Pushing the envelope in the wrong direction

I was rifling through my day's mail last week when I came to a #10 envelope with an all-caps teaser reading: 'IMPORTANT EDITORIAL SURVEY ENCLOSED. YOUR PROMPT RESPONSE APPRECIATED.' I immediately decided that I wasn't interested in anything to do with an editorial survey for some unknown operation, whether my prompt response was appreciated or not, and prepared to chuck the unopened envelope into the recycle bin.

I was rifling through my day’s mail last week when I came to a #10 envelope with an all-caps teaser reading: ‘IMPORTANT EDITORIAL SURVEY ENCLOSED. YOUR PROMPT RESPONSE APPRECIATED.’ I immediately decided that I wasn’t interested in anything to do with an editorial survey for some unknown operation, whether my prompt response was appreciated or not, and prepared to chuck the unopened envelope into the recycle bin.

But, in the process, I happened to turn the envelope over and saw that the back flap featured the logo of a magazine to which I subscribe. Normally, that wouldn’t have stopped my turning it into waste, because I figure they have the bucks to pony up for a focus group and shouldn’t expect me to render my opinions gratis. But for some reason that day I opened the envelope and peeked inside.

As Gomer Pyle would say, ‘Surprise, surprise, surprise.’ The first copy that caught my eye was the headline of the letter. It read: ‘RENEW NOW AND SAVE 65% OFF THE COVER PRICE!’ The second thing I saw was a renewal reply device. There was nothing about an important editorial survey that I could see without pulling all the components out of the envelope.

Feeling tricked, my initial inclination was to tear the contents into shreds and send the unread pieces back in the postage-paid envelope. For the sake of this column, however, I invested the time to read the letter.

Paragraph number one was about renewing my subscription. As was paragraph two. Same with three. And, yes, paragraph number four was as well. Only in the last paragraph did the publisher bring up the subject that had been the centrepiece of the envelope’s face.

There are at least three things wrong with this kind of approach to renewals. First, indicating on the envelope that your renewal mailing is really about a survey can result in innumerable recipients chucking it unread, never learning that they need to renew their subscription in order the maintain their current intake of reading material. The second problem concerns those who are prepared to lend a hand by answering the survey: They soon find themselves not stroked for agreeing to an altruistic act but, instead, suckered into reading a sales pitch. The third problem is that both types of audience, once they realize they’ve been hoodwinked, are likely to feel anything but warmth towards a publisher they’ve supported for at least the past year.

Of course, you can also be overly upfront, as it appears Toronto Life was in a renewal notice it recently sent to a subscriber who became so irate she contacted me. They sent her a notice with ‘CREDIT GRAM’ emblazoned on the envelope in 74 pt type.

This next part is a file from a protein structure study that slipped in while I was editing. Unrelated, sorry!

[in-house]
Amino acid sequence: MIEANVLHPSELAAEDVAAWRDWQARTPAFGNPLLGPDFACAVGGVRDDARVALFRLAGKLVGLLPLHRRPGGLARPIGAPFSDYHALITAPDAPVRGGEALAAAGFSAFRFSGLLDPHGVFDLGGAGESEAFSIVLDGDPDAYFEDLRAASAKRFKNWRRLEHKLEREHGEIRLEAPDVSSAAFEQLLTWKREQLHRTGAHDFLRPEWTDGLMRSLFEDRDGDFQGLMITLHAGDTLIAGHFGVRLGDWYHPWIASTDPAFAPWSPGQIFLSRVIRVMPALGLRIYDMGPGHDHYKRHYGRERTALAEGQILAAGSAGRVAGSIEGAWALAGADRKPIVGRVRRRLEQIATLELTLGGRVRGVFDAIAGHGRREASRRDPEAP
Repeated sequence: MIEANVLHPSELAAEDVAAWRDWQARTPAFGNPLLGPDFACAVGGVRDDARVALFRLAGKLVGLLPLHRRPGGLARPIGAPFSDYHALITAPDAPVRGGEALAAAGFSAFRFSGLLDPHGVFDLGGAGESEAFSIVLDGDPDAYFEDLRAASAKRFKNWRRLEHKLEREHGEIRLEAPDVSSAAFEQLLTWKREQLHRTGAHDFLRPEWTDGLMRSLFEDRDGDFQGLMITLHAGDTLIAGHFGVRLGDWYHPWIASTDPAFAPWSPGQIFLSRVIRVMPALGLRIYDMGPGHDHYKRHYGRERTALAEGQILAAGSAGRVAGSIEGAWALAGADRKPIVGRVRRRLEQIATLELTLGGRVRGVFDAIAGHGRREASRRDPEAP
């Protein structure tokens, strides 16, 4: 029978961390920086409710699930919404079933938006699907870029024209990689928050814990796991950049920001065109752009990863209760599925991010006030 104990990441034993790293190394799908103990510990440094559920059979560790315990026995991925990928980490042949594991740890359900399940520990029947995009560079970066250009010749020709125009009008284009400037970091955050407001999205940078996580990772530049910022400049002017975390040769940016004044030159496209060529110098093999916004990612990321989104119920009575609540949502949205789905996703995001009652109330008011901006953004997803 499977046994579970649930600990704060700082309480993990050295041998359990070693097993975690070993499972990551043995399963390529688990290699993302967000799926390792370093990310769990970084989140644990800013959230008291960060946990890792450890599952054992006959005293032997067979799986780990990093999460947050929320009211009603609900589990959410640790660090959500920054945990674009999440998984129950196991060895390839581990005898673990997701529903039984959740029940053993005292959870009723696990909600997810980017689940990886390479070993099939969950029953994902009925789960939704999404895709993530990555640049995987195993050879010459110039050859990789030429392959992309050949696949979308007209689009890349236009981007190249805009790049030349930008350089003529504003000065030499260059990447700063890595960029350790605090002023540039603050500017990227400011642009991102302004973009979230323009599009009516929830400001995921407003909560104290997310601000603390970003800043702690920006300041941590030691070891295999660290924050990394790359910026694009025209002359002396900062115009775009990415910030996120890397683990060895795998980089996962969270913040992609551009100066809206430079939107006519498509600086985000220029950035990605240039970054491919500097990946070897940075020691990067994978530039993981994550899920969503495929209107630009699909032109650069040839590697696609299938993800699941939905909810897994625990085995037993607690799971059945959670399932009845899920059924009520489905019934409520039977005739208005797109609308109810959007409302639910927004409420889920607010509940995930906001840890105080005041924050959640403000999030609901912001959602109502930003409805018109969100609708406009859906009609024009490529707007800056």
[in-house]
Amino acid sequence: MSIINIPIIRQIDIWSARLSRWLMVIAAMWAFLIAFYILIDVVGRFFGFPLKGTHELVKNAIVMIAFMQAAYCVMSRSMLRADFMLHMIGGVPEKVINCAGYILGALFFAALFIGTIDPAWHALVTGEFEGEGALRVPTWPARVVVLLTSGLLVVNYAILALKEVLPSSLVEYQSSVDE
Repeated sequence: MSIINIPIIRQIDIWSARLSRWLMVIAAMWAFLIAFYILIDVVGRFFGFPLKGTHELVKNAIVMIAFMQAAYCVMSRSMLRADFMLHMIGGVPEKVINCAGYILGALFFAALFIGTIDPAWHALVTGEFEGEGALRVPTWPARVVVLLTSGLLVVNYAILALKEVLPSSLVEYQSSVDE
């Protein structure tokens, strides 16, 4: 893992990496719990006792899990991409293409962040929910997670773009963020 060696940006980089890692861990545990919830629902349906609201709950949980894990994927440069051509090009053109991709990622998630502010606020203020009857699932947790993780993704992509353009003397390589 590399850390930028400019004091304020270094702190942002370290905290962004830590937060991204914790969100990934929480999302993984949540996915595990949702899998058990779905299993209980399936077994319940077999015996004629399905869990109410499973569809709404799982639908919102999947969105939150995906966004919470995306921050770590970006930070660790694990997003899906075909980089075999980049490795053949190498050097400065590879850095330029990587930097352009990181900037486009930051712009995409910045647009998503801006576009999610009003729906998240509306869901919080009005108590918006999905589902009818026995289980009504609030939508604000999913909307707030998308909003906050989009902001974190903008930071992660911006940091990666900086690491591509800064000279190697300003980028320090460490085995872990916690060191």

The notice inside makes it sound like she had requested a subscription renewal but not paid for it. (Even if that were true, you don’t go shouting ‘Deadbeat’ to the world if you ever hope to attract the subscriber or her influence circle in future.) However, according to the subscriber, the publication renewed her without permission and then embarrassed her publicly for not coughing up the required 18 bucks.

She said in her note to me, ‘TO Life sent this [package] as a way to get us to renew our subscription – except our neighbours get the impression that we have credit problems. The F___ers!’ (I presume the expletive was in reference to TO Life’s renewal staff and not the neighbours.)

So how should you renew a customer? Follow the lead of my car insurer. The package sent to me this month had an envelope teaser reading, ‘Your insurance is due for renewal. Please open today.’ No intimating that the package only contained a questionnaire about car safety. No threatening me with debtor’s prison if I didn’t cut a cheque that day. It just told me the honest score: that my insurance was about to expire. So I said, thanks for telling me, here’s the money.

The eyes are the windows of the soul. An envelope is the figurative, if not also the literal, window of your mailed missive. Let the real message shine through and your renewal rate will reflect customers’ level of satisfaction with your product or service. Say something on the envelope that’s misleading or causes embarrassment, and you can prepare to kiss customers goodbye as they tear up your package, shout expletives and become ex-subscribers.

Bob Knight of Knight & Associates subscribes to numerous magazines because he hates to feel periodically deprived. When not reading them, he creates or critiques direct marketing, integrated and e-campaigns. So, unless you want to embarrass him with a Credit Gram or trick him with a survey, feel free to contact him at b_knight@telus.net.